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Some key milestones in New Zealand’s motoring history.

1896 Cecil Woods of Timaru creates the first New Zealand-built motor vehicle.
1898 The first imported motor cars arrive in New Zealand. Member of Parliament, William MacLean, imports two Benz vehicles from France, dubbed ‘Lightening and ‘Petrolette’.
1900 New Zealand’s first electric tram arrives.
1905 Two men complete the first car journey from Wellington to Auckland – taking seven days!
1908 A farmers’ conference calls for vehicles of speeding motorist to be ‘locked out’ of 3rd and 4th gears to force them to slow down.
1918 The Christchurch City Council imported their first Walker Electric Truck.
1931 With one car to every 7.1 persons, Wellington East is the most motorised place; with 12 persons per car, Wellington West and Auckland South are the least motorised.
1934 First national traffic census is undertaken.
1937 A Traffic Code is distributed to every home, motor association, all safety councils and others.
1940 Drivers 70 years-old and over must be re-tested to ensure they are still fit to drive.
1950 The first section of motorway opens in December. It runs for 3 miles between Takapu Road and Johnsonville and is part of the main approach to Wellington City.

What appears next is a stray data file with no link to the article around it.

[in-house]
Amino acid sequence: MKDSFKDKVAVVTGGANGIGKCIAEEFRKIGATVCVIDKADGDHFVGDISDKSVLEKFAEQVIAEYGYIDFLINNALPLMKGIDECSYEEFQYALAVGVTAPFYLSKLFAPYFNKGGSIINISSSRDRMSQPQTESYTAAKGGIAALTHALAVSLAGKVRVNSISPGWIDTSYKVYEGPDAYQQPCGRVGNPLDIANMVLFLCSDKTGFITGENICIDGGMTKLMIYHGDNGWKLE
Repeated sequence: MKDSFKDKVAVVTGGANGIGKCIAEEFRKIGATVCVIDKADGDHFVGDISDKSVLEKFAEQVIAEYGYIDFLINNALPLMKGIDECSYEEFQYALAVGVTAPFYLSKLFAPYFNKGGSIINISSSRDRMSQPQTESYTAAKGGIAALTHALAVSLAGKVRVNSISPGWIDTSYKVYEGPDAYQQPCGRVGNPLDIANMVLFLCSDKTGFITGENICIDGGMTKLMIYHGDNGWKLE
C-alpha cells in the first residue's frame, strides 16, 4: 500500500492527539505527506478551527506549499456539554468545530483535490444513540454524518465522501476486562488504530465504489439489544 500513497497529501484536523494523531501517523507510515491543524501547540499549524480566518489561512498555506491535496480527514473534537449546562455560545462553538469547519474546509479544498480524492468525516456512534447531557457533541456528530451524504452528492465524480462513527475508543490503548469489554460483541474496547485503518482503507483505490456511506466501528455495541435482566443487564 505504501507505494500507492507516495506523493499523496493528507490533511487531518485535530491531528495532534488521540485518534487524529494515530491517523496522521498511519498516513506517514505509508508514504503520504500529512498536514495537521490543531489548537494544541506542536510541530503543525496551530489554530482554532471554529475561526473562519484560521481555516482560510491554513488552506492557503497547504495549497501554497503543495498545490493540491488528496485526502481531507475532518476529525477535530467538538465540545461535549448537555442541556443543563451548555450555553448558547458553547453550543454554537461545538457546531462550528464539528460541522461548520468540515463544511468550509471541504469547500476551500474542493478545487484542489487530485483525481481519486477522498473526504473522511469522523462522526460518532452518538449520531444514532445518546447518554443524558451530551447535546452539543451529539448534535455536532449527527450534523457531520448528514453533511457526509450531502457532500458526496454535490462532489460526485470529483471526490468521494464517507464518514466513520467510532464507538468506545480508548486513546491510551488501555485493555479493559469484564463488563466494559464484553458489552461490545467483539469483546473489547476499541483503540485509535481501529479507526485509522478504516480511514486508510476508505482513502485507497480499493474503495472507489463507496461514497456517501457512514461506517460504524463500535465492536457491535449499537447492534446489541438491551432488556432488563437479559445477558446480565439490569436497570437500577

1950 The first compulsory STOP signs appear.
1955 A new law requires motorists to slow down to 10mph (now 20km/h) when passing a school bus that is picking up or setting down children.
1956 Motorcyclists travelling at over 30mph (50km/h) now have to wear a 'crash (later safety) helmet'. Moped riders are excluded.
1957 The first give way signs are erected at crash-prone intersections.
1959 Auckland Harbour Bridge opens on 30 May.
1962 The open road speed limit increases from 50mph (80km/h) to 55mph (88km/h).
1969 The open road speed increases to 60mph (96km/h) for ‘suitable sections’ of road.
1991 The emergency mobile phone service (555) is introduced.
1995 Christchurch city reintroduces trams.
1996 New Zealand’s annual road toll is 515, the lowest number of fatalities in 32 years. Excessive speed was a cited cause in the fatalities of 170 New Zealanders.
1997 Hidden speed cameras are trialled in the Waikato, Bay of Plenty, East Coast and Taupo.
1997 Some 60 years after the first Road code was broadly distributed, the Minister of Transport, Jenny Shipley, launches the first CD-Rom Road code on 25 July. The CD included animated explanations of rules plus an interactive test.